Patients say that body posture influences their abdominal bloating, distension, and flatulence. However, whether changes in position have demonstrable effects has not been investigated.
In this study, researchers evaluated the effect of upright versus supine body posture on intestinal transit of gas loads.
Their findings are reported in the July issue of Gut.
The research team studied 8 healthy subjects, who had no gastrointestinal symptoms.
The team infused a gas mixture into the jejunum of each subject (12 ml/min for 3 hours). They then measured gas evacuation, clearance of a non-absorbable gaseous marker, perception, and abdominal girth.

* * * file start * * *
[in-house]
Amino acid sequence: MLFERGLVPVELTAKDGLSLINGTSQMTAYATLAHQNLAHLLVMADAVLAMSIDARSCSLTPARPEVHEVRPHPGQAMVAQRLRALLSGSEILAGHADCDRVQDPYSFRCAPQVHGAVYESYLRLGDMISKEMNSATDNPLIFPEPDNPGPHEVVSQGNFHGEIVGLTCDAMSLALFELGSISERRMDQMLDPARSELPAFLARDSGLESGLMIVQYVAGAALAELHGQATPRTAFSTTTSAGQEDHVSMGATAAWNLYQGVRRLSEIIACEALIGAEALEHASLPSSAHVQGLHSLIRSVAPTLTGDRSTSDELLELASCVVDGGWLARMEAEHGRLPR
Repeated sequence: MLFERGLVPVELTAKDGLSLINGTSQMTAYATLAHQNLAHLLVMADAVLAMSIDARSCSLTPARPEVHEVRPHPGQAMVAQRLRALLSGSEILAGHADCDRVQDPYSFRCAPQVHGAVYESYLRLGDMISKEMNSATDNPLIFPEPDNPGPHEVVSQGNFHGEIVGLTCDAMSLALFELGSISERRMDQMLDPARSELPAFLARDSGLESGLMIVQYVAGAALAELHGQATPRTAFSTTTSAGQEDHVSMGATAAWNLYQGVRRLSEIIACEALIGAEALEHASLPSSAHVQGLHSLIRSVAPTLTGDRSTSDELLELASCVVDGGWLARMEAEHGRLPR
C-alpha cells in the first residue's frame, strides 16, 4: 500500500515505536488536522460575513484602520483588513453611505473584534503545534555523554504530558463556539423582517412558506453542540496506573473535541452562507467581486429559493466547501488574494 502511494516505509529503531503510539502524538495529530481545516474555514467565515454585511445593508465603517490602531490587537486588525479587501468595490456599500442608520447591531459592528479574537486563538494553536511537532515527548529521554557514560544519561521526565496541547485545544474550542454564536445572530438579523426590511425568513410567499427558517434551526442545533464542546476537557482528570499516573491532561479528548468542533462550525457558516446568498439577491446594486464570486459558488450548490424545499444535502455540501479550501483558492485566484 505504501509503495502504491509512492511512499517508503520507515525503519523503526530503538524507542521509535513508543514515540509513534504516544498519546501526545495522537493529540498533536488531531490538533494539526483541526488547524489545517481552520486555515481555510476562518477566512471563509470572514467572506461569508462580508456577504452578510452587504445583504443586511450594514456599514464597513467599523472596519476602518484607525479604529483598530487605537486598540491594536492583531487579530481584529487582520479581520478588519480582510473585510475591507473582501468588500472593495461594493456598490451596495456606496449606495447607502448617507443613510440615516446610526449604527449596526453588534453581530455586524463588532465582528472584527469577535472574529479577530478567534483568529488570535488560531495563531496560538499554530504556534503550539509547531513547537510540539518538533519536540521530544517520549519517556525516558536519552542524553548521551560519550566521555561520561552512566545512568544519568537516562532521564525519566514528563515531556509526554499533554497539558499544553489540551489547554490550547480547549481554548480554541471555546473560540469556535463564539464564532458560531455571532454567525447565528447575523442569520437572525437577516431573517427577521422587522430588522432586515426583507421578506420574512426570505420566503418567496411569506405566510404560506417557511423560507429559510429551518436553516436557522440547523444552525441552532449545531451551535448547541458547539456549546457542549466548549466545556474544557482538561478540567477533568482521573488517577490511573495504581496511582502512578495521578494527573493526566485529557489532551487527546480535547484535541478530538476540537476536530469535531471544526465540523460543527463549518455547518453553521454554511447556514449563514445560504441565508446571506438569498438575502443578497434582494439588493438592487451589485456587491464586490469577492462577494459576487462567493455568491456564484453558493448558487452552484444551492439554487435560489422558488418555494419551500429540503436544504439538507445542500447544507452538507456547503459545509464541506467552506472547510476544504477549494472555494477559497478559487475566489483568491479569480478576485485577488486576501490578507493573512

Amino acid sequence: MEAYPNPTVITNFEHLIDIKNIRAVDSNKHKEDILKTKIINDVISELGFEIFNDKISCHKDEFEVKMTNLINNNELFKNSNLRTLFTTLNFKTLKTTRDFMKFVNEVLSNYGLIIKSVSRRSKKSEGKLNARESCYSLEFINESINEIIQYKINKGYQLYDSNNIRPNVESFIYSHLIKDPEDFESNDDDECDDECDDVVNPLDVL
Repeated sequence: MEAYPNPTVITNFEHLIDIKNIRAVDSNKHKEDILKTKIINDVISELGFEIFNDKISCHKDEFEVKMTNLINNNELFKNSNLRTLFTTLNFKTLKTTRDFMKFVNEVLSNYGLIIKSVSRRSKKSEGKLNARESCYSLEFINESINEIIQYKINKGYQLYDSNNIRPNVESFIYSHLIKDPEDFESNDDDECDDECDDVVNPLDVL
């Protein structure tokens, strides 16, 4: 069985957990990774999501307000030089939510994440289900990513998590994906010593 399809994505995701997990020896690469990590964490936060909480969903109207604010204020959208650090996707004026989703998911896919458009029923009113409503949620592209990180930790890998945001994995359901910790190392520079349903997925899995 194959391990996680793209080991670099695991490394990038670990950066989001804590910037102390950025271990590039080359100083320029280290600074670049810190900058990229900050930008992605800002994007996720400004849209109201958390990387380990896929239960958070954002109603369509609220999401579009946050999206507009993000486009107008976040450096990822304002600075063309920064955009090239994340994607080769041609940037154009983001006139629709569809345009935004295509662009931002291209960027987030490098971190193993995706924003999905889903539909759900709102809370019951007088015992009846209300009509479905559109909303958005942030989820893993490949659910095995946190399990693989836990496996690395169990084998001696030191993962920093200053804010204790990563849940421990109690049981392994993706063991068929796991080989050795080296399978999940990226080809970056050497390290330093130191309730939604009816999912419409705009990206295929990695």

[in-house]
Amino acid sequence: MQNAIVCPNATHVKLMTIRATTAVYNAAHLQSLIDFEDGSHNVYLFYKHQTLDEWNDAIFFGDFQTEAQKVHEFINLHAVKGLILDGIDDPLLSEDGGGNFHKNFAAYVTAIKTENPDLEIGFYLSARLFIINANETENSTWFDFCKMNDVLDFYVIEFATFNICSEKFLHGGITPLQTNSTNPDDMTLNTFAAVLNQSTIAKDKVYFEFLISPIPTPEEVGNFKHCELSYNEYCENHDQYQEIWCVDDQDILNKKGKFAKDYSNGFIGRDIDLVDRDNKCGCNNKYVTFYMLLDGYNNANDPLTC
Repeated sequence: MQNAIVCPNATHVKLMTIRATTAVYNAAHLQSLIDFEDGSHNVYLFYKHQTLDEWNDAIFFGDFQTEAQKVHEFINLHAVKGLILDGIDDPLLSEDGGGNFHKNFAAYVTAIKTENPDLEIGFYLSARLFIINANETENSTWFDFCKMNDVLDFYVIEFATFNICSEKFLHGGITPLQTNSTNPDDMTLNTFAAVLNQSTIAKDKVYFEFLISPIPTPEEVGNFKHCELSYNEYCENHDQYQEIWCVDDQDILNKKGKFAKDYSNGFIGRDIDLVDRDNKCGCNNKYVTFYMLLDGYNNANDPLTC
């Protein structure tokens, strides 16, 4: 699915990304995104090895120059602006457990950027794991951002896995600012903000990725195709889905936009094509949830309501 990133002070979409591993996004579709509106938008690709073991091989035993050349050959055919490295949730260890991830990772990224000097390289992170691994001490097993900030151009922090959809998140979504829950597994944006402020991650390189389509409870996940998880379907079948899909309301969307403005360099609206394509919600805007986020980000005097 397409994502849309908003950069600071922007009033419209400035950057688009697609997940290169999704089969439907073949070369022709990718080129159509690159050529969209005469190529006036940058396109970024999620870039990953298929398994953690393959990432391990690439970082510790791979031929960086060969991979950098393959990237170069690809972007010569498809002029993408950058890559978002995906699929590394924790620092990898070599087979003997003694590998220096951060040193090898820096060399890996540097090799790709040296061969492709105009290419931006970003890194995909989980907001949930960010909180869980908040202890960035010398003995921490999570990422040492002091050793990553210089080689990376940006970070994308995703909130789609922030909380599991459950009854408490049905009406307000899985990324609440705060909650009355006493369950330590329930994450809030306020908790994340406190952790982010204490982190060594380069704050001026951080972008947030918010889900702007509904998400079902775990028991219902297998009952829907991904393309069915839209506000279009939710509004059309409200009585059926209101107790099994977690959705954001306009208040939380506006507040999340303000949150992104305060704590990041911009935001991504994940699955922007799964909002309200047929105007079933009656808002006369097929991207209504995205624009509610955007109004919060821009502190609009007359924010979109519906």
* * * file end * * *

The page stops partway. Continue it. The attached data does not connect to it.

The team performed paired studies in each subject. These were on separate days in the upright and supine positions.
|Gas retention at 60 min:|
- upright = 13 ml
- supine = 146 ml
The researchers determined that in the upright position intestinal gas retention at 60 minutes was less than when supine, 13 ml versus 146 ml, respectively.
In addition, clearance of the gas marker at 60 minutes was greater, 72% versus 49%, respectively.
The gas challenge test was well tolerated both in the upright and supine positions without abdominal distension.
Dr Dainese's team concluded, "Body posture has a significant influence on intestinal gas propulsion: transit is faster in the upright position than when supine".